Thursday, September 21, 2006

How To Handle Ethics in Exceptional Cases

I've been listening to Covenant Theological Serminary's course podcast on Ethics, and I've began to take an interest in a certain area of ethics specifically dealing with how one handles conflicting values (the lecture title is Resolving Moral Conflicts, by the way). The example was brought up was whether it was appropriate to use deception (forgery) and lying in order to save Jews during the Holocaust. This, essentially, is a clash of values. In such a rare situation, our values regarding being honest seem to conflict with our values regarding preserving human life.

The professor's lecture covered a number of ways that Christians try to resolve the sort of a dilema. There are many different ways that people try to find this resolution. I want to list and review a few that come to mind (a few of these were mentioned in the lecture).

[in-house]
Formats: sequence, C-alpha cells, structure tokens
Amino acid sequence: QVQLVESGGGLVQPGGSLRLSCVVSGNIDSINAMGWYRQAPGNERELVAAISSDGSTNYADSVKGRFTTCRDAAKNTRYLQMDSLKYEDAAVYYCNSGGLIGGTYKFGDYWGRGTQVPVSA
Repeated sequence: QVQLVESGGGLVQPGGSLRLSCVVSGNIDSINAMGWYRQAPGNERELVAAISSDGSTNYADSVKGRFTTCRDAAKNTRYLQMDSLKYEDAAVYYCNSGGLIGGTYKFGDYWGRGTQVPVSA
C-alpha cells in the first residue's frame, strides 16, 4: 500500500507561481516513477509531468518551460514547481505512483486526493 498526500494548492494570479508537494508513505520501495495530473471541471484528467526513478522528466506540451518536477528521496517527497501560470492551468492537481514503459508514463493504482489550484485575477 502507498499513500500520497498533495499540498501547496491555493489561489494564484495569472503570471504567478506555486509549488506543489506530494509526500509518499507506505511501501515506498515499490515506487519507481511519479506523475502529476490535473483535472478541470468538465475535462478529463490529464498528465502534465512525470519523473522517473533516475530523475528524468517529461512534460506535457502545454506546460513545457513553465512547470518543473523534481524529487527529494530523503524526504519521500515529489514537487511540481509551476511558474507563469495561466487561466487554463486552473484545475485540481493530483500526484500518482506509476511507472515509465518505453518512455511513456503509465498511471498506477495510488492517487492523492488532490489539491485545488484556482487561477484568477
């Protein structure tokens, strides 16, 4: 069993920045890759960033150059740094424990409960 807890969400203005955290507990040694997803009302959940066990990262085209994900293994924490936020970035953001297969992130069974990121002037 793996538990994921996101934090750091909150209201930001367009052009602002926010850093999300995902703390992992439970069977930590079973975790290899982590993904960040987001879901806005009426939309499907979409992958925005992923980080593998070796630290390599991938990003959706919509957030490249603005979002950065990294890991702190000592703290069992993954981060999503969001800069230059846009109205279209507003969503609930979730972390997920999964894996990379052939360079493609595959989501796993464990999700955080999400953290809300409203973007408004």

1. One way which people try to find resolution is by the "tragic" metod. They believe that sometimes we are forced to do something evil/sinful due to lack of other options. In those cases, it is supposed, we must choose the lesser evil. I believe this is not an option as it goes against the grain of the Bible's message on morality, righteousness, and temptation (see I Cor 10:13 on the presence of a way of escape). For people that hold this view, there are essentially two ways to deal with culpibility. Either the person who choses the lesser evil is excused by God because He has so to speak judged that evil on a curve or he/she is held responsible for that choice even though there was no potential "righteous" course of action. Neither of those options are very attractive Biblically or philisophically.